Being average is not something two Isanti County seniors are familiar with – they’ve provided many years of above-average service to their local towns, earning James “Jim” Johnson and Dixie Randall the titles of Outstanding Senior Citizens of Isanti County.
Jim Johnson, Jack of all trades
Johnson, age 80, of Athens Township, is a man of many skills and abilities. This is shown through the multiple achievements and organizations he has devoted his time to throughout his lifetime. In fact, the number of boards he has been a member of could fill a few pages.
“I’m on the board of the Isanti County Commission on Aging which oversees the senior center,” he said, and continued, “I’m on the board of the Isanti County Historical Society; I’m on the task force board of Beyond the Yellow Ribbon, the Vietnam Veterans of America, the local Advisory Council on Mental Health, a member of the fair board...”
The list goes on. Johnson is a member of multiple genealogical societies, along with the Swedish Institute of Minneapolis and is a life member of the University of Minnesota Alumni association.
His passion for the Armed Forces stems from his time served in the Army Reserves from 1961-1967.
Growing up in Athens Township and living here his whole life, Johnson understands the importance of belonging to a strong community and staying involved.
“Being far enough away from the Twin Cities, it’s always been a nice community,” he said. “Like where I am in Athens Township, we are still rural and have a nice open space.”
Working on farms and in local stores growing up were the building blocks for establishing his strong work ethic and volunteer path.
Johnson worked and retired after almost 27 years at the physical plant at the University of Minnesota. But before that, he helped out others on local farms during his school years.
“You were always doing something on somebody’s farm,” he said. “I clearly remember the day when you got 50 cents back in the ’50s. Our grade school was out on Highway 65 and next to it was a store, and I got paid 5 cents to sweep the store.”
When he found out he was nominated, Johnson was surprised.
“I’ll tell you one thing,” he said, “they sure do know how to keep a secret. They talked about some of the people that were being nominated, and low and behold, someone had nominated me.”
Dixie Randall of Braham
Randall, 82, made her home in the Braham area with her husband in 1965 when they bought the funeral home. Randall and her husband Waldo had three children: a daughter and two sons and a total of six grandchildren.
Living in Braham the past 54 years, Randall is grateful to have been nominated for this award.
“I’m humbled by it,” she said, “because there are so many people who do so much, and it is only because they do not get nominated that they do not receive the recognition.”
There are many causes that are near and dear to Randall’s heart.
“In the past, the big one was the Red Cross. I went onto the Red Cross, our county board, in the ’70s and shortly after that they needed a new bloodmobile chair, and I took over that job until I would say right after 2000.”
In 1990 there were some changes to the board for Red Cross, and a need for the disaster chair board member arose. Since she had been trained in disaster work, it was only natural for her to become the Disaster Chair for Isanti County, which she held until 2017.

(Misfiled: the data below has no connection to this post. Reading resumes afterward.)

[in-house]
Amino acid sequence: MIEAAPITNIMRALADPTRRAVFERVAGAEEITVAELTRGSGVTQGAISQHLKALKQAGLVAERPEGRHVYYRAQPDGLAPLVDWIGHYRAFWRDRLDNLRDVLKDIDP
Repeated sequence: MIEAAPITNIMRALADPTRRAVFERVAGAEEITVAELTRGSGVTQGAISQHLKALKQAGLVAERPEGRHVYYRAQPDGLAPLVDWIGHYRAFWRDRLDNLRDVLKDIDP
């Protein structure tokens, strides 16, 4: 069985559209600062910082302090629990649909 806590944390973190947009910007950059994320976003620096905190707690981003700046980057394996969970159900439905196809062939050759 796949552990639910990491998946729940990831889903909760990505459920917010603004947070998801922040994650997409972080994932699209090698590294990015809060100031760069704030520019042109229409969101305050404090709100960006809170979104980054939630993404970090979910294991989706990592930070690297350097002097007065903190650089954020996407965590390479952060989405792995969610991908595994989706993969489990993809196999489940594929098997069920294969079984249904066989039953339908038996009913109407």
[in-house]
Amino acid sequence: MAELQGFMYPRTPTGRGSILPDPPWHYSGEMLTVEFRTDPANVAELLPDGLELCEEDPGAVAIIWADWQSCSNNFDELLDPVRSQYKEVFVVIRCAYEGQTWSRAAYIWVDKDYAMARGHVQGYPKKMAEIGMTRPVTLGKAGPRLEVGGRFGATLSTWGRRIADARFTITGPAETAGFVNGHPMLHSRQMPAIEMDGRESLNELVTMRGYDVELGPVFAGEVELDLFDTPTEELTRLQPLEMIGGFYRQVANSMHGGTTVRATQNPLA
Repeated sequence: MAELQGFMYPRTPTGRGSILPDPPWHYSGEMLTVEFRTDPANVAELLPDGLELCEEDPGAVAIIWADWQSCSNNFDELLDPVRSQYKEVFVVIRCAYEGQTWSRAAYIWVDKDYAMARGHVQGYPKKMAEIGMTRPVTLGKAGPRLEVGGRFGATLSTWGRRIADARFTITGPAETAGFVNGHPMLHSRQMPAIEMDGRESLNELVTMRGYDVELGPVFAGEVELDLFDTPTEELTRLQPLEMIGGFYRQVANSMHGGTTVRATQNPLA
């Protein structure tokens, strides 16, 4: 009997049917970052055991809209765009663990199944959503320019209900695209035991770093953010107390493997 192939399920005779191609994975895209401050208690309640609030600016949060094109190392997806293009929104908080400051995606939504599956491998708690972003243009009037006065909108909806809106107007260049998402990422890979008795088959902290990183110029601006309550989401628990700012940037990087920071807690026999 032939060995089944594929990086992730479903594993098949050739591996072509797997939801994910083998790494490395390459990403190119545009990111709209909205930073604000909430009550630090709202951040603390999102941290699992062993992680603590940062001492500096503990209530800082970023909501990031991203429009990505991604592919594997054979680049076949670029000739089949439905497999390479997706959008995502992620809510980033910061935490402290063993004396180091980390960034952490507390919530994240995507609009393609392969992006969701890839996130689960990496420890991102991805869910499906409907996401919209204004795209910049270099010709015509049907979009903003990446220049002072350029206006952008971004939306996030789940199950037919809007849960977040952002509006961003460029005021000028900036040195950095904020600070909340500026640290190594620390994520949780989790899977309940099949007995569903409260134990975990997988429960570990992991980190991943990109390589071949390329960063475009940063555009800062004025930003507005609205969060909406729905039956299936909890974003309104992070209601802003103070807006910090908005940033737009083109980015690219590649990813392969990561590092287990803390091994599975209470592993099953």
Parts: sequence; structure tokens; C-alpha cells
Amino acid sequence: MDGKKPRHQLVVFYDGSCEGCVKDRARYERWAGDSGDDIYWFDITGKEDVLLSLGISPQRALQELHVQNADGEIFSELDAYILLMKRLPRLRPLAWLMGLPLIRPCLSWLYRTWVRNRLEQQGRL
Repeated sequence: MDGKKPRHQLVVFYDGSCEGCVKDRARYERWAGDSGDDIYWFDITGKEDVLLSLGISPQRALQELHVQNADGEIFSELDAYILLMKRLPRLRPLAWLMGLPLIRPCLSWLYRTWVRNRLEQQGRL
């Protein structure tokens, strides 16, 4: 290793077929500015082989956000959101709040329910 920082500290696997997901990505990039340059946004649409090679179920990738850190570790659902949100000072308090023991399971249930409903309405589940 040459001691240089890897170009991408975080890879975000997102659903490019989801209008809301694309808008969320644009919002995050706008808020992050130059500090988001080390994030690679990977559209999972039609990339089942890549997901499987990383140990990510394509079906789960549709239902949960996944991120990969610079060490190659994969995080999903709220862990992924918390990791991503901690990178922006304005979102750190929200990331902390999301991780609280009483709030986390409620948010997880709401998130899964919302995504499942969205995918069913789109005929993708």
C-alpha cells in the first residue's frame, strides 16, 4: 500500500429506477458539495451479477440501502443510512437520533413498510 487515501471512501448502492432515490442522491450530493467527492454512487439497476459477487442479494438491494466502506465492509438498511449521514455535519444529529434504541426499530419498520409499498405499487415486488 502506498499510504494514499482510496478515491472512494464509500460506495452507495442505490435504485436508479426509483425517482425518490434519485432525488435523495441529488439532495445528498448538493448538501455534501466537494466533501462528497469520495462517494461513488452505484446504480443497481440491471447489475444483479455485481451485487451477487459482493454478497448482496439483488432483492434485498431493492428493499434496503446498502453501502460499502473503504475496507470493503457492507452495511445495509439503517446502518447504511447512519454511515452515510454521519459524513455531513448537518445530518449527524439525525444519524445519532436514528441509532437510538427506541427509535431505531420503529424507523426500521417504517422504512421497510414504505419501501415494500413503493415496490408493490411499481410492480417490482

She has been a part of many programs that involve quilting, the library, and programs she helps with at her church, Braham Evangelical Lutheran. Whether it is arranging a special event at her church or organizing a mystery trip for a special outing for the women, Randall enjoys the essence of what it means to volunteer wherever she may be.
One of the programs she helped organize and volunteers for is the Empty Bowl program. A fundraiser for the Braham food shelf, this program is where the community works together with the Friends of the Library, of whom Randall is a member. After attending an Empty Bowl program with her grandchildren years before, Randall always wanted to have one right here in her hometown.
“I have chaired this for three years to get this started,” she said. “It is a big thing for this community because it brings a lot of organizations, businesses and individuals together to support the local food shelf.”
Randall’s friends, family and church family are what keep her going. Losing her husband of 59 years a year ago, she strives to continue to make her community a better place.
“I feel this way–” she said, “if everybody would do a little, a lot can be done. And you don’t need to do a big thing, because a bunch of little things put together can really mean a lot.”
Nomination Process and Competition
Each year the Senior Activity Center (SAC’s) in Cambridge accepts nominations, along with the County Fair Outstanding Senior Citizen competition, that combine with the Minnesota State Fair Foundation to choose one male nominee and one female nominee for Isanti County.
Johnson and Randall will have the opportunity to compete at the state level during the Minnesota State Fair’s Outstanding Senior Citizen award ceremony on Thursday, Aug. 29.
Senior citizens nominated must be at least age 70 and have contributed their time and expertise to their community after reaching the age of 65. They must also currently participate in unpaid volunteer work that exhibits their dedication to their community.
For those wanting to help celebrate the Outstanding Senior Citizens of Isanti County, there will be a ceremony to honor them on Senior Day, Thursday, July 25, at the Isanti County Historical Society from 1-4 p.m.